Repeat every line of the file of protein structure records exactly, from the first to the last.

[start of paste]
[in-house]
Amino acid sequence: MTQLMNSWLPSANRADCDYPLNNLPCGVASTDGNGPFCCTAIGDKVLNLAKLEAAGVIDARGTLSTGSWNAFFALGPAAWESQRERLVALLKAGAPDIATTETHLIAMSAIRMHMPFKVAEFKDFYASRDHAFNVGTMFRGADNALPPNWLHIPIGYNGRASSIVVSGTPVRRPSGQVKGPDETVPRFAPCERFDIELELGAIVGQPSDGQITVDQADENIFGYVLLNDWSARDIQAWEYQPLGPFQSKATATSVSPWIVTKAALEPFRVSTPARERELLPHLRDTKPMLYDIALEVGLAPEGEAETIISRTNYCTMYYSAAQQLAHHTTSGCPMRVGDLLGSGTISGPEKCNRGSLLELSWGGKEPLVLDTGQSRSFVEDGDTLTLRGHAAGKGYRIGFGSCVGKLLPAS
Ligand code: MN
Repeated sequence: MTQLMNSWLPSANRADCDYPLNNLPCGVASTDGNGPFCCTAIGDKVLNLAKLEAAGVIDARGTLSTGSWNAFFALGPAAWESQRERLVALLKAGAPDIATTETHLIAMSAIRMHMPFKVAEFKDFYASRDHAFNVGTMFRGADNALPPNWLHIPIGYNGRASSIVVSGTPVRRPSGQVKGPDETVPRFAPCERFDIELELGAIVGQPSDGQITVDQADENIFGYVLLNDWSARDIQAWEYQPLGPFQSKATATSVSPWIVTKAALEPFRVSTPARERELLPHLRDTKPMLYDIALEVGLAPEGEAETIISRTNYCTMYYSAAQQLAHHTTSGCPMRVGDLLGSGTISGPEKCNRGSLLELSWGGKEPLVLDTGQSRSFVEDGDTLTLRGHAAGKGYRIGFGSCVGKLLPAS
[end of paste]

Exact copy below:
[in-house]
Amino acid sequence: MTQLMNSWLPSANRADCDYPLNNLPCGVASTDGNGPFCCTAIGDKVLNLAKLEAAGVIDARGTLSTGSWNAFFALGPAAWESQRERLVALLKAGAPDIATTETHLIAMSAIRMHMPFKVAEFKDFYASRDHAFNVGTMFRGADNALPPNWLHIPIGYNGRASSIVVSGTPVRRPSGQVKGPDETVPRFAPCERFDIELELGAIVGQPSDGQITVDQADENIFGYVLLNDWSARDIQAWEYQPLGPFQSKATATSVSPWIVTKAALEPFRVSTPARERELLPHLRDTKPMLYDIALEVGLAPEGEAETIISRTNYCTMYYSAAQQLAHHTTSGCPMRVGDLLGSGTISGPEKCNRGSLLELSWGGKEPLVLDTGQSRSFVEDGDTLTLRGHAAGKGYRIGFGSCVGKLLPAS
Ligand code: MN
Repeated sequence: MTQLMNSWLPSANRADCDYPLNNLPCGVASTDGNGPFCCTAIGDKVLNLAKLEAAGVIDARGTLSTGSWNAFFALGPAAWESQRERLVALLKAGAPDIATTETHLIAMSAIRMHMPFKVAEFKDFYASRDHAFNVGTMFRGADNALPPNWLHIPIGYNGRASSIVVSGTPVRRPSGQVKGPDETVPRFAPCERFDIELELGAIVGQPSDGQITVDQADENIFGYVLLNDWSARDIQAWEYQPLGPFQSKATATSVSPWIVTKAALEPFRVSTPARERELLPHLRDTKPMLYDIALEVGLAPEGEAETIISRTNYCTMYYSAAQQLAHHTTSGCPMRVGDLLGSGTISGPEKCNRGSLLELSWGGKEPLVLDTGQSRSFVEDGDTLTLRGHAAGKGYRIGFGSCVGKLLPAS